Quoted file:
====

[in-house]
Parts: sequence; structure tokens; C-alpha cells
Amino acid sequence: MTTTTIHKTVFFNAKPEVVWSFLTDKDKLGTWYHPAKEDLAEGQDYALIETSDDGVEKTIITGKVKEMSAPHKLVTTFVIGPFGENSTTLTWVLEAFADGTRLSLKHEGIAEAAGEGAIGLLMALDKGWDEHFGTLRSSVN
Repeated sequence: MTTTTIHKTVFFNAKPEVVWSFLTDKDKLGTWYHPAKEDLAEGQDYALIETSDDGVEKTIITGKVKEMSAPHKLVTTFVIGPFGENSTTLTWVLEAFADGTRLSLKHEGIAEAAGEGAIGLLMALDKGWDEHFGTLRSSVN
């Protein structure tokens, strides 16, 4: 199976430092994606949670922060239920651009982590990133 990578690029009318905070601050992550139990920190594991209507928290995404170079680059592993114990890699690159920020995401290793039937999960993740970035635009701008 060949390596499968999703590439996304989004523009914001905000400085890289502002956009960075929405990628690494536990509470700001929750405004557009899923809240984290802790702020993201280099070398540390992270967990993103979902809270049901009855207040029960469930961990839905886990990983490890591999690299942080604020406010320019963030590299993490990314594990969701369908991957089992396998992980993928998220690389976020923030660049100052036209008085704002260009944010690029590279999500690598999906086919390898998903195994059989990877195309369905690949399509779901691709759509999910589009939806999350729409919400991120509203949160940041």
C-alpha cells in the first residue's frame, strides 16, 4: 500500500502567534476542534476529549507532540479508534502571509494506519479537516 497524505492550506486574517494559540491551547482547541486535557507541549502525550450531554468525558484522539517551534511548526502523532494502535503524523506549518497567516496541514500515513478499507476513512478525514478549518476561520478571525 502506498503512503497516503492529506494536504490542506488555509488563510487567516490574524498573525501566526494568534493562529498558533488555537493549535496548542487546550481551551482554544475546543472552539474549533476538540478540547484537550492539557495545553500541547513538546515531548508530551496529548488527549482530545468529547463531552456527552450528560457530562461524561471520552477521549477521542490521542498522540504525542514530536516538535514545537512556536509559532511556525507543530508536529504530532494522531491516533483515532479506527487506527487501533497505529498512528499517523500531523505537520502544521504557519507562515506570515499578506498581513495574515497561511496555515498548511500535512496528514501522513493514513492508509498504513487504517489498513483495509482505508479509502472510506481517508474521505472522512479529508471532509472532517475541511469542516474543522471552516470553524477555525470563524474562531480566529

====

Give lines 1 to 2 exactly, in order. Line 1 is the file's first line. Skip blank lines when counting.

[in-house]
Parts: sequence; structure tokens; C-alpha cells